Learning language through watching and analyzing TV news programs
Автор: Омонова Парвина Халим кизи
Рубрика: 10. Образование взрослых, самообразование
Дата публикации: 30.03.2018
Статья просмотрена: 4 раза
Омонова П. Х. Learning language through watching and analyzing TV news programs [Текст] // Теория и практика образования в современном мире: материалы X Междунар. науч. конф. (г. Чита, апрель 2018 г.). — Чита: Издательство Молодой ученый, 2018. С. 130-132. URL https://moluch.ru/conf/ped/archive/277/14041/ (дата обращения: 25.06.2018).
Learning language through watching news programs gives an opportunity not only to acquire listening comprehensions but also to make sense learning English in the context (situation) one can actually use. Language is about making sense of real life issues, so you’ll never run out of fresh content, which you can constantly use to build upon your vocabulary. But there is a specific language of broadcast news that can require philologists the particular skills. Here are peculiarities below that can be observed.
Television news writing tends to keep sentences short and simple, as long sentences written for the eye, for example, in newspapers do not work, when pieces of writings appear to be targeted to the audience that perceives the information through their ears. In order to better delay the message of news and avoid misunderstandings, television journalism has been developing the most optimized and appropriate ways of writing and formulating the news content.
According to our observations and analysis of series of news writing expertise, following general requirements exist and they help news journalists follow KISS — Keep It Short and Simple tendency.
Morphology and syntax of the sentences used in news stories are interrelated to the lexicology of the story itself. Eventually, all these three grammatical contexts that we will be analyzing news stories in the next paragraphs will result into a common platform for the media impact and maintains the audience perception features. When the style of a news product sounds in the way that is easy, familiar to perceive and pleasant to the ear, acknowledgements should go to those who create this style and regulate the linguistics of sentences in the story and stories in the program. Let us look through, the first, morphology, then the syntax and finally the lexicology of news stories on Euronews and Poytakht News with the instrumentality of a content analysis. Morphology of a news story can identify whether it is dynamic or static and biased or unbiased. According to text linguists, the more verbs in the text, the more dynamic the storytelling is; and the more adjectives there are, the less unbiased the coverage is. The analysis on the Euronews’ three random stories have shown the following results:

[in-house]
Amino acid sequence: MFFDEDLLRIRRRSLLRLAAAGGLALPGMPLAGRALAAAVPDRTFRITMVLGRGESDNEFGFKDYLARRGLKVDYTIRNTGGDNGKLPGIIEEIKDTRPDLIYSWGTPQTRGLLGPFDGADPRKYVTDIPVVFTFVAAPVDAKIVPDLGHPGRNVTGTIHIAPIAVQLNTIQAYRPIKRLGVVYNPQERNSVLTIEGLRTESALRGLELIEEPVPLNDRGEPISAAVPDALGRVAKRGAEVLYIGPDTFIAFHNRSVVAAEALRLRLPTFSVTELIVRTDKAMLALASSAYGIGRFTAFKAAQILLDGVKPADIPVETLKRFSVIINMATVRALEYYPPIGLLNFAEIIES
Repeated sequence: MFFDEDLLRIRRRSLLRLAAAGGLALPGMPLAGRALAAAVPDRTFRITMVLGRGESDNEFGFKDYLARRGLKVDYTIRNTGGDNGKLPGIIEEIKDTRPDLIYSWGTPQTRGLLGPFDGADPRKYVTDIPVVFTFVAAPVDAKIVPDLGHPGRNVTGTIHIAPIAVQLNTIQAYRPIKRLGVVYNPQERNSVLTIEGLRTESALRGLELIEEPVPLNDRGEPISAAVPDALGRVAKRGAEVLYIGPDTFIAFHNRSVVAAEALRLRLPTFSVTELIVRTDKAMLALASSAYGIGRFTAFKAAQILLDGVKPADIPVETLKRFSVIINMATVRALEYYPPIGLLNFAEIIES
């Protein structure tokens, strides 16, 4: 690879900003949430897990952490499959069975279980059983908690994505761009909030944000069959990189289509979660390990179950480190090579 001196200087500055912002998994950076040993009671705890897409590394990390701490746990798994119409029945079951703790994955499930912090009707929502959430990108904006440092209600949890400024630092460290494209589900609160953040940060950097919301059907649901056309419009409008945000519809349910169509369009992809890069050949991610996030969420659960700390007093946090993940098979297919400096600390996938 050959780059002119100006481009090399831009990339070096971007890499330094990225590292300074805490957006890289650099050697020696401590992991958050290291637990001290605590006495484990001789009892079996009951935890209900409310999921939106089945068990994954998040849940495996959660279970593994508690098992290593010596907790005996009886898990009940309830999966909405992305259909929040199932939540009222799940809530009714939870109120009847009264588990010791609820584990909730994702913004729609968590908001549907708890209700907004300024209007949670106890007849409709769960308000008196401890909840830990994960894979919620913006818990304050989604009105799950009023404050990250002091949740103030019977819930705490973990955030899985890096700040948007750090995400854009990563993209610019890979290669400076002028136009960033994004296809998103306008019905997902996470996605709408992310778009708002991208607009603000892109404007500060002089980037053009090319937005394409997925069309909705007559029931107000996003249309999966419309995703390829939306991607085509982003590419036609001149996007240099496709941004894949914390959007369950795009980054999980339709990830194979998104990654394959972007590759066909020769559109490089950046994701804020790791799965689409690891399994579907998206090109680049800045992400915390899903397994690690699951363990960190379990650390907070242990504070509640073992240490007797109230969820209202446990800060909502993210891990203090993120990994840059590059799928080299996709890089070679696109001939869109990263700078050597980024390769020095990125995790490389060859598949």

News stories can contain nouns of average 26 % of whole story’s text. The percentage of verbs used equals to average 11 %, while only 3,5 % of one story’s text can contain adjectives or participles.
To keep the stories unbiased and to be impartial in covering the news, news journalists tend to be careful with the adjectives they are using. Our analysis showed that all of the adjectives used in scrutinized stories were neutral ones.
The interview we have taken from broadcast journalism specialists in the United States has shown that some of the stories have promotional character, thus they are delivered as reportages. The proportion of adjectives, adverbs and participles exceed to some extent, comparing to news coverage on Euronews.
In terms of syntax of a news text, the point about the strict word order followed in news stories should be mentioned. As mentioned in previous chapter, there is a S-V-O (Subject-Verb-Object) or S-P-O (Subject-Predicate-Object) rule in English language. Sentences come with this order and it helps audience comprehend the information successfully.